An alarming study appearing in the Journal of the American Medical Association suggests that three quarters of kids who have high blood pressure may be undiagnosed. This is serious stuff: Let's find out more.
Bottom line first
Kids' normal blood pressure varies with their age, height, sex, and weight. Yet pediatricians often don't account for this when assessing children's blood pressure, leaving many with the condition undiagnosed.
This study in 50 words or less
Researchers studied medical records of over 14,000 kids 3 to 18. They compared the number diagnosed with hypertension with the number who should have been, based on calculations adjusting for age, height, weight and sex. Only 26 percent of those who had hypertension had been diagnosed.
Yes, but. . .
The study, while carefully done and published in a major journal, studied only a population of children in Northeast Ohio who had electronic medical records. Whether findings apply to other children receiving different care is unknown.
The researchers used statistical methods, not clinical observations, to calculate the number of kids with hypertension and to estimate the number undiagnosed children nationally.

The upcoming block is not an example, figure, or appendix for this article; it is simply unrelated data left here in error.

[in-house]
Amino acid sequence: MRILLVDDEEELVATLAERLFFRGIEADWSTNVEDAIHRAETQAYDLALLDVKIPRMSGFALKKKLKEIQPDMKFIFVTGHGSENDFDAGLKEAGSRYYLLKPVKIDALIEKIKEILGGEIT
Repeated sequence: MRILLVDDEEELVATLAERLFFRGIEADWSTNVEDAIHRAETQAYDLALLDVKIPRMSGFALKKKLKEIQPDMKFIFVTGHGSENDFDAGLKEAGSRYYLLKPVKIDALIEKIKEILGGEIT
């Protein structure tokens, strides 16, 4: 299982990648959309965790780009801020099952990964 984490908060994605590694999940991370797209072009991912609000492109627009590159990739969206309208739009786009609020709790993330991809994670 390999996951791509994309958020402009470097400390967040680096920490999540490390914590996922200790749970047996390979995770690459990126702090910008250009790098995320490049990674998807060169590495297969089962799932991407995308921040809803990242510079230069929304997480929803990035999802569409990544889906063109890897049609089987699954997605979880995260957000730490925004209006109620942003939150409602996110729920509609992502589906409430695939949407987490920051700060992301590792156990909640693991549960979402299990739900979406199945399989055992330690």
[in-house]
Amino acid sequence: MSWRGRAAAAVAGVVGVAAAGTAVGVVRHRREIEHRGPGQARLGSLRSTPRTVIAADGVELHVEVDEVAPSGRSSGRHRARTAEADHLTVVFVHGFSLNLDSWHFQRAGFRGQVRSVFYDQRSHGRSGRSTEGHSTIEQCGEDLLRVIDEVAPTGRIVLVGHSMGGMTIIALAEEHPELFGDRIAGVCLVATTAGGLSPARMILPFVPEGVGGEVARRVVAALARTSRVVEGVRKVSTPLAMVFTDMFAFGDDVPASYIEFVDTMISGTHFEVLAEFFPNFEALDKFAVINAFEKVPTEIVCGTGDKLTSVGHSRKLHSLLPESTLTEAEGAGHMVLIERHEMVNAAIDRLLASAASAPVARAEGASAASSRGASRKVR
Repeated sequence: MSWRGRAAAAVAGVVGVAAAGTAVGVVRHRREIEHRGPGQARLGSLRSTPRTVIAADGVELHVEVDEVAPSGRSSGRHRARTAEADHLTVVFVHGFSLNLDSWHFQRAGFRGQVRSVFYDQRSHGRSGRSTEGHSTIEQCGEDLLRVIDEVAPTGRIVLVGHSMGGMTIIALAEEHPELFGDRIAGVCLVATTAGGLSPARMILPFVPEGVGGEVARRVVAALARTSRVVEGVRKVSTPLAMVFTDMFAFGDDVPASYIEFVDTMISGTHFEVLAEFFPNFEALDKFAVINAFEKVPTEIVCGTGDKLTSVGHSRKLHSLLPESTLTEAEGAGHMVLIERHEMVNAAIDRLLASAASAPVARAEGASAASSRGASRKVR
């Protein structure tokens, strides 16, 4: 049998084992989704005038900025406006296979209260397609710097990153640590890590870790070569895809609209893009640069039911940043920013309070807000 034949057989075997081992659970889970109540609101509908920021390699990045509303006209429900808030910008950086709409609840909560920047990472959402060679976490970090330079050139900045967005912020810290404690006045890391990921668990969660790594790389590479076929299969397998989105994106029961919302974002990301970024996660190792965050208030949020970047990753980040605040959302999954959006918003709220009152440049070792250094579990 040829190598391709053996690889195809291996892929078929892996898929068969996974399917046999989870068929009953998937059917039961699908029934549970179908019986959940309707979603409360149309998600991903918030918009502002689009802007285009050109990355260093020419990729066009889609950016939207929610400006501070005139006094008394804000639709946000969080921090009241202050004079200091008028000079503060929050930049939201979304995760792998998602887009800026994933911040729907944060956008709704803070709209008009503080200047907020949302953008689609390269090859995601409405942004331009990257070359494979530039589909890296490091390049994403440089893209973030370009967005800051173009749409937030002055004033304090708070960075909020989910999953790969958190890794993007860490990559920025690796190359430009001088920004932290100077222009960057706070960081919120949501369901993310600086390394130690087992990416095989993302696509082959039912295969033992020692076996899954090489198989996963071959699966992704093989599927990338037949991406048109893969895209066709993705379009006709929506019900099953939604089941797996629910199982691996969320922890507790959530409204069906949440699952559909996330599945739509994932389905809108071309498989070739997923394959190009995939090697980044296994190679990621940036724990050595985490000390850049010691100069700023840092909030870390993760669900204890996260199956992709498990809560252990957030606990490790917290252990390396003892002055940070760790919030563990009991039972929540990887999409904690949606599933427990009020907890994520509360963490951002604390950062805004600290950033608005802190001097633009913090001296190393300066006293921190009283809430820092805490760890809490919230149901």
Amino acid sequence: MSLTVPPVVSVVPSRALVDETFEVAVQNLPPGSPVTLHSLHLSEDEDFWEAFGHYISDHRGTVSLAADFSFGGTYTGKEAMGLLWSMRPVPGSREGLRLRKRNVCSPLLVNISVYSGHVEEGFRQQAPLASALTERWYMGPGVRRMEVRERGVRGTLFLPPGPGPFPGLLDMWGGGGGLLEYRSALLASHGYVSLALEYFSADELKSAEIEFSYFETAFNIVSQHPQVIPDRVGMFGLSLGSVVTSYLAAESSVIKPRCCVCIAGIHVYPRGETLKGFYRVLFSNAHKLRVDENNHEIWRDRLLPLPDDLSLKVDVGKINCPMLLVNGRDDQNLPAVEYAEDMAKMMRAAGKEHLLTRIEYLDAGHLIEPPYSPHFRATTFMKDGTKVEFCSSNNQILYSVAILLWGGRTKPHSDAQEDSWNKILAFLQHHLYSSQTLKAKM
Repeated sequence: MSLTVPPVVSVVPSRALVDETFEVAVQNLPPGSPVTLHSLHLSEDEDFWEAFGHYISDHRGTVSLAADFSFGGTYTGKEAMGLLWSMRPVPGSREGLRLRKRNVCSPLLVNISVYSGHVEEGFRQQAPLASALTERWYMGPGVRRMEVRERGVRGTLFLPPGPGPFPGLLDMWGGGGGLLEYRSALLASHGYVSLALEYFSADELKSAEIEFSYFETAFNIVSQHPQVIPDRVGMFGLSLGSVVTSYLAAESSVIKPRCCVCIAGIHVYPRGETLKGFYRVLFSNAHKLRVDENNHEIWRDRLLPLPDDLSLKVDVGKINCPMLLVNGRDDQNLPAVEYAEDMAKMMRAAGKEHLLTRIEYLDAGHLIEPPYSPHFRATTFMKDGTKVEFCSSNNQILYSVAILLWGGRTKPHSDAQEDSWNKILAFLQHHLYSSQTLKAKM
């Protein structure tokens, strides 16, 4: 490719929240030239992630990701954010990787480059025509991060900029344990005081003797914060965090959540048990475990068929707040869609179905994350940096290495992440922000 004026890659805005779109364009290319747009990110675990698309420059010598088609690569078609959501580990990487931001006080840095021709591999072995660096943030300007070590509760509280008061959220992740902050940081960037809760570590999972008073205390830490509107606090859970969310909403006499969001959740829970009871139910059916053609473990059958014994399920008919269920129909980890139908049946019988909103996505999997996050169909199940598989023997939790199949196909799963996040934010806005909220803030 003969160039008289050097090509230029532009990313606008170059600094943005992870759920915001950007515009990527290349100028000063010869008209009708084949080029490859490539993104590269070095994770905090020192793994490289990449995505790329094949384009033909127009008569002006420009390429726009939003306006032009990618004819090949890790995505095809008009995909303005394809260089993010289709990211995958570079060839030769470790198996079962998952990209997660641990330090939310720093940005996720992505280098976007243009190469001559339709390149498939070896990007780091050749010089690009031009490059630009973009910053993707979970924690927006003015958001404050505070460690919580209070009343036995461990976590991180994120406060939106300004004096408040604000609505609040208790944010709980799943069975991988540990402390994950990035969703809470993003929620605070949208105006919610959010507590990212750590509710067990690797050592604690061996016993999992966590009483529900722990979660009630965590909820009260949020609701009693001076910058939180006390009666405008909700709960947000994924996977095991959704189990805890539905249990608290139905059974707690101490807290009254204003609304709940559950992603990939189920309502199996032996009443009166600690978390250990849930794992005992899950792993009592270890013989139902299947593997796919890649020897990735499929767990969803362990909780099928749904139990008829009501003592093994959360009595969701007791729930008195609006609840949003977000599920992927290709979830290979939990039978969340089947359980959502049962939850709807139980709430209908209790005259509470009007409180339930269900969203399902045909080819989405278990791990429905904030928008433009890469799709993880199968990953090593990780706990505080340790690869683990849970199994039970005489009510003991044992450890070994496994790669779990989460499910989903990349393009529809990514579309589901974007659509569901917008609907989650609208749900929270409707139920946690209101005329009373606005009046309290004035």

So what are you going to do about it?
Make sure your pediatrician takes your child's blood pressure at all well-child visits beginning at age 3. Ask whether the assessment is based on figures adjusted for age, sex, height, and weight.
The potential danger of high blood pressure in children should not be underestimated. Long-term data is not available, since high blood pressure in kids has not been recognized or diagnosed frequently until fairly recently. But researchers assume the same risks that apply to adults--serious cardiovascular disease and organ damage--apply to children. The risks may be much higher, since children may be exposed to the condition for much longer.
Major risk factors for hypertension in children include being overweight, not getting enough exercise, and having a family history of high blood pressure.
Many cases of high blood pressure in children can be both prevented and treated with the same lifestyle changes recommended for adults: a healthy diet, weight management and regular exercise. If your child is overweight or you have a history of high blood pressure, these measures are particularly important.
KidsHealth has an excellent report on high blood pressure in children. It includes an explanation of how hypertension in kids should be diagnosed.
Our medical expert in hypertension, Dr. Glenn Gandelman, can answer questions and provide insight.